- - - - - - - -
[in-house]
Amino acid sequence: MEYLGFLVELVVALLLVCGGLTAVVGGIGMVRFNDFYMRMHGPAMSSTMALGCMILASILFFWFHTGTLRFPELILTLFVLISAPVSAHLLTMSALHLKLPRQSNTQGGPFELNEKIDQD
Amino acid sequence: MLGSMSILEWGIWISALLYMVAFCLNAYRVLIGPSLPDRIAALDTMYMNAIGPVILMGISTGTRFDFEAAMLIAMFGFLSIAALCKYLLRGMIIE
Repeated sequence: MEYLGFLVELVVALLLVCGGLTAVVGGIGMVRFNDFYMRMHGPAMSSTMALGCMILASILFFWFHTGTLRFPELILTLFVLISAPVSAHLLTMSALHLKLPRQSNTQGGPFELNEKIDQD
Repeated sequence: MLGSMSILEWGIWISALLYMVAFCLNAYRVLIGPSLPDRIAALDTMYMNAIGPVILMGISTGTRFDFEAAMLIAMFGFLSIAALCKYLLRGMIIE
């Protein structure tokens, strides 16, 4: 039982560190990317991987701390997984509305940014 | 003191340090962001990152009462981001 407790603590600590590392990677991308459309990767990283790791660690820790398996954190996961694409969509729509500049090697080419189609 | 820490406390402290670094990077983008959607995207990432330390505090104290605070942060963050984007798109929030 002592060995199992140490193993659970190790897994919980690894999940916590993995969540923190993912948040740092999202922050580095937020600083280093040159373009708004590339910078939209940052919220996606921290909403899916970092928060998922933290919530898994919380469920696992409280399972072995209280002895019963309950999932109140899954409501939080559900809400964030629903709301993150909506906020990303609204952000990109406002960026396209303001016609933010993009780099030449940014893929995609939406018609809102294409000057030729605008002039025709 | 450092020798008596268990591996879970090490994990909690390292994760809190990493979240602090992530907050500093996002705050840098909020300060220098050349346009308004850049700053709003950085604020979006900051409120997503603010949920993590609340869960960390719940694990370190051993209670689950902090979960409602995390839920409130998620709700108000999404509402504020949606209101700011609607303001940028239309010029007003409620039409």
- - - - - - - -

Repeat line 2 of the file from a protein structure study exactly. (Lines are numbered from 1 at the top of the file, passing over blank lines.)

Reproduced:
Amino acid sequence: MEYLGFLVELVVALLLVCGGLTAVVGGIGMVRFNDFYMRMHGPAMSSTMALGCMILASILFFWFHTGTLRFPELILTLFVLISAPVSAHLLTMSALHLKLPRQSNTQGGPFELNEKIDQD